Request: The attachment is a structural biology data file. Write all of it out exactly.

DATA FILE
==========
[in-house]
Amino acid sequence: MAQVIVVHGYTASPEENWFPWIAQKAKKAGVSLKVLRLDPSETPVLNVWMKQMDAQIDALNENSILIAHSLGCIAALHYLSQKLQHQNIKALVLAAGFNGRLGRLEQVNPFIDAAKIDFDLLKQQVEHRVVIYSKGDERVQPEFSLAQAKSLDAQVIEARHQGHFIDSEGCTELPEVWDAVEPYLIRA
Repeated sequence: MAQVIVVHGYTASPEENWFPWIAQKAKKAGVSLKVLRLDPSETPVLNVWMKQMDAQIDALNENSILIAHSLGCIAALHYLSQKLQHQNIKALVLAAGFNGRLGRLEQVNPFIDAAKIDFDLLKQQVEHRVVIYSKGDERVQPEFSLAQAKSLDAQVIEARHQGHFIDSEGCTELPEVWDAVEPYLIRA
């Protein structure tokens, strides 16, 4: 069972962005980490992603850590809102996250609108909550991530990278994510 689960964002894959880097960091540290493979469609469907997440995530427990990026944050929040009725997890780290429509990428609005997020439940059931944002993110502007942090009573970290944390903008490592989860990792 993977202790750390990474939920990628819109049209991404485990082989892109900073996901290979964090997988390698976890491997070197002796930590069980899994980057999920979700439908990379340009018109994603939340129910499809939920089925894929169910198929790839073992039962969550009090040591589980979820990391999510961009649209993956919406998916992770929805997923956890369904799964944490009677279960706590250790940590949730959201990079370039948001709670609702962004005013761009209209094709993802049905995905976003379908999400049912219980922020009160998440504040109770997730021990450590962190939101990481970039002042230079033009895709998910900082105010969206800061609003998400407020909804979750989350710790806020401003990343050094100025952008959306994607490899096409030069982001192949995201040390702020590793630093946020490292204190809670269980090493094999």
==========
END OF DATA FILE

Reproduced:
[in-house]
Amino acid sequence: MAQVIVVHGYTASPEENWFPWIAQKAKKAGVSLKVLRLDPSETPVLNVWMKQMDAQIDALNENSILIAHSLGCIAALHYLSQKLQHQNIKALVLAAGFNGRLGRLEQVNPFIDAAKIDFDLLKQQVEHRVVIYSKGDERVQPEFSLAQAKSLDAQVIEARHQGHFIDSEGCTELPEVWDAVEPYLIRA
Repeated sequence: MAQVIVVHGYTASPEENWFPWIAQKAKKAGVSLKVLRLDPSETPVLNVWMKQMDAQIDALNENSILIAHSLGCIAALHYLSQKLQHQNIKALVLAAGFNGRLGRLEQVNPFIDAAKIDFDLLKQQVEHRVVIYSKGDERVQPEFSLAQAKSLDAQVIEARHQGHFIDSEGCTELPEVWDAVEPYLIRA
């Protein structure tokens, strides 16, 4: 069972962005980490992603850590809102996250609108909550991530990278994510 689960964002894959880097960091540290493979469609469907997440995530427990990026944050929040009725997890780290429509990428609005997020439940059931944002993110502007942090009573970290944390903008490592989860990792 993977202790750390990474939920990628819109049209991404485990082989892109900073996901290979964090997988390698976890491997070197002796930590069980899994980057999920979700439908990379340009018109994603939340129910499809939920089925894929169910198929790839073992039962969550009090040591589980979820990391999510961009649209993956919406998916992770929805997923956890369904799964944490009677279960706590250790940590949730959201990079370039948001709670609702962004005013761009209209094709993802049905995905976003379908999400049912219980922020009160998440504040109770997730021990450590962190939101990481970039002042230079033009895709998910900082105010969206800061609003998400407020909804979750989350710790806020401003990343050094100025952008959306994607490899096409030069982001192949995201040390702020590793630093946020490292204190809670269980090493094999």